Teacher recalls Wentbridge School

Community Chronicles column by Stephanie Boltz of the Kettle River Museum.

Myncaster School built 1911 – dismantled 1946.

Westbridge School 1935-37

By: John Harding (a few notes)

Late August 1935, I received a letter from James Marchell, secretary of the Westbridge School, offering me a position as teacher at $780 a year. I quit my job as mucker in the Susie Mine in the Fairview area, near Oliver, B.C. and went to Westbridge in the Kettle Valley.

The school had been closed for several years as there were not enough pupils to meet the legal requirements. Mr. Marchell and I did some repairs on the school to make it habitable.

I lived in a two-room cabin about three-quarters of a mile away, rented from Mr. Clery for $400 a month. I went to the lumber yard in Midway and got some spruce boards and 2×4’s and made furniture for the cabin and a sand table for the school, and also one for Iris Williams, who was teaching at Rhone.

The Westbridge School at that time was a one room building located about a quarter of a mile up the river and road from the store at the junction of the Kettle River and the West Branch. It included most grades from 1 to 8 inclusive.

All the families sending children to the school lived about three miles up river on the road to Christian Valley, so they had a long walk. The only family living down river with children of school age was the Smiths and they sent their two sons to the school at Myncaster. This school had remained open when Westbridge was closed.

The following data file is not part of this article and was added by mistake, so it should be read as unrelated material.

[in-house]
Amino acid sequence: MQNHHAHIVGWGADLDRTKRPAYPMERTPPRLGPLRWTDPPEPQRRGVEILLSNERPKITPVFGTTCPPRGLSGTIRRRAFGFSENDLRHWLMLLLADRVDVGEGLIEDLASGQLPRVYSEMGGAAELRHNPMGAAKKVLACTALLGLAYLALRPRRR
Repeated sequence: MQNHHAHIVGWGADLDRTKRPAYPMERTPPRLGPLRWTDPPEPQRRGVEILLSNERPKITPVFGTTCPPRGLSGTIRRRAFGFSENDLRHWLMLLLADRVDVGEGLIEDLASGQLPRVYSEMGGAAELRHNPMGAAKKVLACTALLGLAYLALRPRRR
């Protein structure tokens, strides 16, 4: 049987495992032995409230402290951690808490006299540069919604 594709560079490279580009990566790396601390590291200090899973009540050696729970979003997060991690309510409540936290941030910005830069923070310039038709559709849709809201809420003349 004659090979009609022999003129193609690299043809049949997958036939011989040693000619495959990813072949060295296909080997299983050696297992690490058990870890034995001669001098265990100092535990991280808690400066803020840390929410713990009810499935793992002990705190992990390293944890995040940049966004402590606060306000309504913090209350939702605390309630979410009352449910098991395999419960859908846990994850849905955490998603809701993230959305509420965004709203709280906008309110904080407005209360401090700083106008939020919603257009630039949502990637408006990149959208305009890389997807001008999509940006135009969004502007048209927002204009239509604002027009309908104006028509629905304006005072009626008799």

The year 1935 was in the depression and the prairie provinces also had a drought and many families left. The Soderquist family originally from Northern Sweden, left southern Saskatchewan and came to Westbridge, taking up a farm on good land along the Kettle River, and their four children of school age made the school possible.

Mac Cutcheon, now married and living in Rock Creek, is the only pupil now living in the area.

In those days a school concert and dance were expected in December. The dance was held in Mac Cutcheon’s house. Cummen Abel called the square dances and a mimet.

The concert in the school house was poor, because of lack of experience from the teacher and the late arrival of one pupil.

An interschool track meet in Grand Forks in May had competitions from many schools but Westbridge sent one—Neil Smith, from the area, but attending school in Myncaster, won a few points.

The school year 1936-37 saw some changes. Madiline Ferroux, a niece of Mac Cutcheons, attended the full year. The Maisonneine family came to the area in January and added one pupil and a nephew of Mr. Clery attended school part of the year.

In December 1936 the school dance and the concert took place in the school and both were successful.

John Harding gave his resignation to Mr. Machell in June 1937 as he would attend university starting September 1937. (He graduated B. Sc. Mining engineering, Queen’s 1943).

Iris Williamson called on Mr. Machell and recommended an acquaintance, who obtained the position of teacher starting September 1937. The district built a new building near the centre of population in 1939.